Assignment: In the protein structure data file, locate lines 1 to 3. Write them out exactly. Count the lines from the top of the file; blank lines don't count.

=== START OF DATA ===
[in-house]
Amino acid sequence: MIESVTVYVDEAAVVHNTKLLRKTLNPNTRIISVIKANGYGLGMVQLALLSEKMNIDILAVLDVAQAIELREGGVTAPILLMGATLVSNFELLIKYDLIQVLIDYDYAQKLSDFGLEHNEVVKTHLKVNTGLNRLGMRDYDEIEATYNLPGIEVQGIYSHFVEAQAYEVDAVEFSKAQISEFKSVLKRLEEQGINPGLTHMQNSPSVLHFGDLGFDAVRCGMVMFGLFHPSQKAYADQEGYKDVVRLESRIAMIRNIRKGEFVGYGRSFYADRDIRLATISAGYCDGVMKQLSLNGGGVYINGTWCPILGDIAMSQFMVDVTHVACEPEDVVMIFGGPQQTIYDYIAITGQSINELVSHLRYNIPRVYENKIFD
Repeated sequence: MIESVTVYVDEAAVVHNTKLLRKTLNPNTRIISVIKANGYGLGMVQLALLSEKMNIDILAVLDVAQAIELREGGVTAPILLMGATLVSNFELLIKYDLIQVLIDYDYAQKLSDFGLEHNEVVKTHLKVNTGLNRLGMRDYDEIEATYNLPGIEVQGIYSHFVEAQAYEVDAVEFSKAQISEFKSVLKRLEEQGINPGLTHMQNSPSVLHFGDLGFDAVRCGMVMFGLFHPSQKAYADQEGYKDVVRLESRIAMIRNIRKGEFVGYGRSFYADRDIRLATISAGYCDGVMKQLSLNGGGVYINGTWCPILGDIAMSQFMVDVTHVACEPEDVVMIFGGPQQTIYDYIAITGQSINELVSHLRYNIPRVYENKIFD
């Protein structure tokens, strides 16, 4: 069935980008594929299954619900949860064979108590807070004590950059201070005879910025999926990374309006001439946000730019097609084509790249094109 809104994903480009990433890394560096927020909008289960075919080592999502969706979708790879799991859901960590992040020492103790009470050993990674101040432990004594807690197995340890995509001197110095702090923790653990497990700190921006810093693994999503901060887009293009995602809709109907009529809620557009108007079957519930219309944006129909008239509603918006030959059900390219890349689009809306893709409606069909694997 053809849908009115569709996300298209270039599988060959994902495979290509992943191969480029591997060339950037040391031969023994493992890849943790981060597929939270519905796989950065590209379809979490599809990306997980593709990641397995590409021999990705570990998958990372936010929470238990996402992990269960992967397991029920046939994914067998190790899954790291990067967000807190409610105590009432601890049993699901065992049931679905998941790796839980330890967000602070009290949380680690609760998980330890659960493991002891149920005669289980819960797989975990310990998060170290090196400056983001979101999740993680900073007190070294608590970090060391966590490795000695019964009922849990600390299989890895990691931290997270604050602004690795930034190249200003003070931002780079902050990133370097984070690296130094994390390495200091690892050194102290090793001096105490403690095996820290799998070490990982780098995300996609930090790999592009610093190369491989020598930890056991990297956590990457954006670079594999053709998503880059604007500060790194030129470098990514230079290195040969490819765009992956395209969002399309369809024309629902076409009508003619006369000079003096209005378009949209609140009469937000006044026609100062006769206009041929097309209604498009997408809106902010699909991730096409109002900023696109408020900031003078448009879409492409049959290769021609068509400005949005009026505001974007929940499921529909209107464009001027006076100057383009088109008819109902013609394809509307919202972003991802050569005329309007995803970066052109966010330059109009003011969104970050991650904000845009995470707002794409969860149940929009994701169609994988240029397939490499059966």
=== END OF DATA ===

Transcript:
[in-house]
Amino acid sequence: MIESVTVYVDEAAVVHNTKLLRKTLNPNTRIISVIKANGYGLGMVQLALLSEKMNIDILAVLDVAQAIELREGGVTAPILLMGATLVSNFELLIKYDLIQVLIDYDYAQKLSDFGLEHNEVVKTHLKVNTGLNRLGMRDYDEIEATYNLPGIEVQGIYSHFVEAQAYEVDAVEFSKAQISEFKSVLKRLEEQGINPGLTHMQNSPSVLHFGDLGFDAVRCGMVMFGLFHPSQKAYADQEGYKDVVRLESRIAMIRNIRKGEFVGYGRSFYADRDIRLATISAGYCDGVMKQLSLNGGGVYINGTWCPILGDIAMSQFMVDVTHVACEPEDVVMIFGGPQQTIYDYIAITGQSINELVSHLRYNIPRVYENKIFD
Repeated sequence: MIESVTVYVDEAAVVHNTKLLRKTLNPNTRIISVIKANGYGLGMVQLALLSEKMNIDILAVLDVAQAIELREGGVTAPILLMGATLVSNFELLIKYDLIQVLIDYDYAQKLSDFGLEHNEVVKTHLKVNTGLNRLGMRDYDEIEATYNLPGIEVQGIYSHFVEAQAYEVDAVEFSKAQISEFKSVLKRLEEQGINPGLTHMQNSPSVLHFGDLGFDAVRCGMVMFGLFHPSQKAYADQEGYKDVVRLESRIAMIRNIRKGEFVGYGRSFYADRDIRLATISAGYCDGVMKQLSLNGGGVYINGTWCPILGDIAMSQFMVDVTHVACEPEDVVMIFGGPQQTIYDYIAITGQSINELVSHLRYNIPRVYENKIFD